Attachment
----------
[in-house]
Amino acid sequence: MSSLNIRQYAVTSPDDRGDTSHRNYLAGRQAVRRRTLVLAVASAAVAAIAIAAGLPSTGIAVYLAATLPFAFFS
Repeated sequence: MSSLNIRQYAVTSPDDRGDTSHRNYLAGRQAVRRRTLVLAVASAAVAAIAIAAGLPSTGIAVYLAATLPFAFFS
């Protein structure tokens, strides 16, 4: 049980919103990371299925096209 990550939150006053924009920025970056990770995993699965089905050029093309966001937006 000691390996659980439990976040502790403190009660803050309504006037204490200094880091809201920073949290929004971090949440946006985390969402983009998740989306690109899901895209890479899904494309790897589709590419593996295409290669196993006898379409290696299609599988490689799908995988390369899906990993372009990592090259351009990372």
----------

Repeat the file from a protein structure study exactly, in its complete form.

[in-house]
Amino acid sequence: MSSLNIRQYAVTSPDDRGDTSHRNYLAGRQAVRRRTLVLAVASAAVAAIAIAAGLPSTGIAVYLAATLPFAFFS
Repeated sequence: MSSLNIRQYAVTSPDDRGDTSHRNYLAGRQAVRRRTLVLAVASAAVAAIAIAAGLPSTGIAVYLAATLPFAFFS
């Protein structure tokens, strides 16, 4: 049980919103990371299925096209 990550939150006053924009920025970056990770995993699965089905050029093309966001937006 000691390996659980439990976040502790403190009660803050309504006037204490200094880091809201920073949290929004971090949440946006985390969402983009998740989306690109899901895209890479899904494309790897589709590419593996295409290669196993006898379409290696299609599988490689799908995988390369899906990993372009990592090259351009990372």